In “The Greek Interpreter” Arthur Conan Doyle has Sherlock Holmes introduce Dr. Watson and the reader to his brother and to his brother's club — the fictional Diogenes —  which the great detective claims has “a very soothing atmosphere."” When Holmes mentions the name of the fictional club, Watson replies he's never heard of it, to which Holmes replies “Very likely not” and goes on the describe this club for unclubable men: "There are many men in London, you know, who, some from shyness, some from misanthropy, have no wish for the company of their fellows. Yet they are not averse to comfortable chairs and the latest periodicals. It is for the convenience of these that the Diogenes Club was started, and it now contains the most unsociable and unclubable men in town. No member is permitted to take the least notice of any other one. Save in the Stranger's Room, no talking is, under any circumstances, allowed, and three offences, if brought to the notice of the committee, render the talker liable to expulsion. My brother was one of the founders, and I have myself found it a very soothing atmosphere."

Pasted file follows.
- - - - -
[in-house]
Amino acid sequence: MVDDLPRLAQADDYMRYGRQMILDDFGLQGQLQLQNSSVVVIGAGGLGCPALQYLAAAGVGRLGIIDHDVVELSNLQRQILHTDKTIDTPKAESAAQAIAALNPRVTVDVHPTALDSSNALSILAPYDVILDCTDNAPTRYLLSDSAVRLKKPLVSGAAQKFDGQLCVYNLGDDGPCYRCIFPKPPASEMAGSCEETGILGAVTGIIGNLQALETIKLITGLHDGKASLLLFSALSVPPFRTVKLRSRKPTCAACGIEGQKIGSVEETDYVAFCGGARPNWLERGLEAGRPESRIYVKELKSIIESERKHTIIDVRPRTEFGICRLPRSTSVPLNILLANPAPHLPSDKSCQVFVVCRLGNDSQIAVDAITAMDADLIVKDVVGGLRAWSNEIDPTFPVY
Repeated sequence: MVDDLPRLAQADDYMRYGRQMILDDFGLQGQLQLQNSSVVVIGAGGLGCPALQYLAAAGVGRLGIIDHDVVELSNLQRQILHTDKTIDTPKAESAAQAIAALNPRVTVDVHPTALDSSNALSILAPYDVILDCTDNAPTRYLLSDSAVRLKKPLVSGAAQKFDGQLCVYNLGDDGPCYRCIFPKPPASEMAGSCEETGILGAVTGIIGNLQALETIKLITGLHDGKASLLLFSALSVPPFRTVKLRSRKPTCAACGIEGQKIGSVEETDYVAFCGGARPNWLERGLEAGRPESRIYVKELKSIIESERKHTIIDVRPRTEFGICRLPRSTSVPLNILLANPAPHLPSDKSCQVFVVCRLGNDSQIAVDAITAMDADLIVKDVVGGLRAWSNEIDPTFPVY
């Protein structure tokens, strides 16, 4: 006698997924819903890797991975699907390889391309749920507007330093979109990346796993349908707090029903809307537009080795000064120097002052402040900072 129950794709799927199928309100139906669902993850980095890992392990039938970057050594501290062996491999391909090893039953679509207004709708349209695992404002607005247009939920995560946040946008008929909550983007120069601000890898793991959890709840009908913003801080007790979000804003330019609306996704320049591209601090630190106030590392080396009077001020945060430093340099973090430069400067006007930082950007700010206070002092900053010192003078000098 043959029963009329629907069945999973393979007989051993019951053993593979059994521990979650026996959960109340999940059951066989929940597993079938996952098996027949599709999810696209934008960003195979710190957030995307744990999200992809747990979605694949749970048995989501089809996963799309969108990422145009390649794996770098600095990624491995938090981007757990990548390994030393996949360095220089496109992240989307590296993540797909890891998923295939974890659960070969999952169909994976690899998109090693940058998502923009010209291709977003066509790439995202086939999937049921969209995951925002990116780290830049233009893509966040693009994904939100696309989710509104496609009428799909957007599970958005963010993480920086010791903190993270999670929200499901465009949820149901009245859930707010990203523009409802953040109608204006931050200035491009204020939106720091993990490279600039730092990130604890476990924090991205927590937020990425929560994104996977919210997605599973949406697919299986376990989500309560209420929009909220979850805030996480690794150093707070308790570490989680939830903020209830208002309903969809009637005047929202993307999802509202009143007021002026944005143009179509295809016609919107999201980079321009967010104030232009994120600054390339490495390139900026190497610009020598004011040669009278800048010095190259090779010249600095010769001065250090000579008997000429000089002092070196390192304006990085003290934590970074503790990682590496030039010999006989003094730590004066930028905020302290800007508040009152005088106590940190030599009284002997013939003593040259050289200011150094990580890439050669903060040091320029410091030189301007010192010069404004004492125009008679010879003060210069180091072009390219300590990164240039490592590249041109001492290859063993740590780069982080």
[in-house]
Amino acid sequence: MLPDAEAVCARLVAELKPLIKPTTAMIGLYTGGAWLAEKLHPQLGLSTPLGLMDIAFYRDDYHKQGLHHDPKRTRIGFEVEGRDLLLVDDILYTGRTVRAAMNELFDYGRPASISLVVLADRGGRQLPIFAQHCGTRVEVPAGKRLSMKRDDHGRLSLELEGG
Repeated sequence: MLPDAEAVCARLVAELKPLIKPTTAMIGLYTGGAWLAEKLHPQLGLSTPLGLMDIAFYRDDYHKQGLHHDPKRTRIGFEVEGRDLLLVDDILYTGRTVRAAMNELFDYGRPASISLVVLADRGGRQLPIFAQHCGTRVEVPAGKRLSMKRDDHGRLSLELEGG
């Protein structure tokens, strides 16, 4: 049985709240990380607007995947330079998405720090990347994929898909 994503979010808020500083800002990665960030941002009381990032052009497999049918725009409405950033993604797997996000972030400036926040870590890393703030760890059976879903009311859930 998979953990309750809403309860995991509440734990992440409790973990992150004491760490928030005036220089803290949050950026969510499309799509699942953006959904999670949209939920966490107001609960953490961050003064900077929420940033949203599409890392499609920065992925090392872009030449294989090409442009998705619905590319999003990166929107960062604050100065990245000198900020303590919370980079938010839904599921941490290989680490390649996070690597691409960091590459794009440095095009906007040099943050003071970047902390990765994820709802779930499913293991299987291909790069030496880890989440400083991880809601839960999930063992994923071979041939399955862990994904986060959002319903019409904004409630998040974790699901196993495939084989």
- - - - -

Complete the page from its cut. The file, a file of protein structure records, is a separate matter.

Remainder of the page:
Doyle Arthur Conan. Memoirs of Sherlock Holmes. Project Gutenberg e-version produced by Angela M. Cable, and David Widger. Web. 26 November 2013.

Last modified 29 February 2012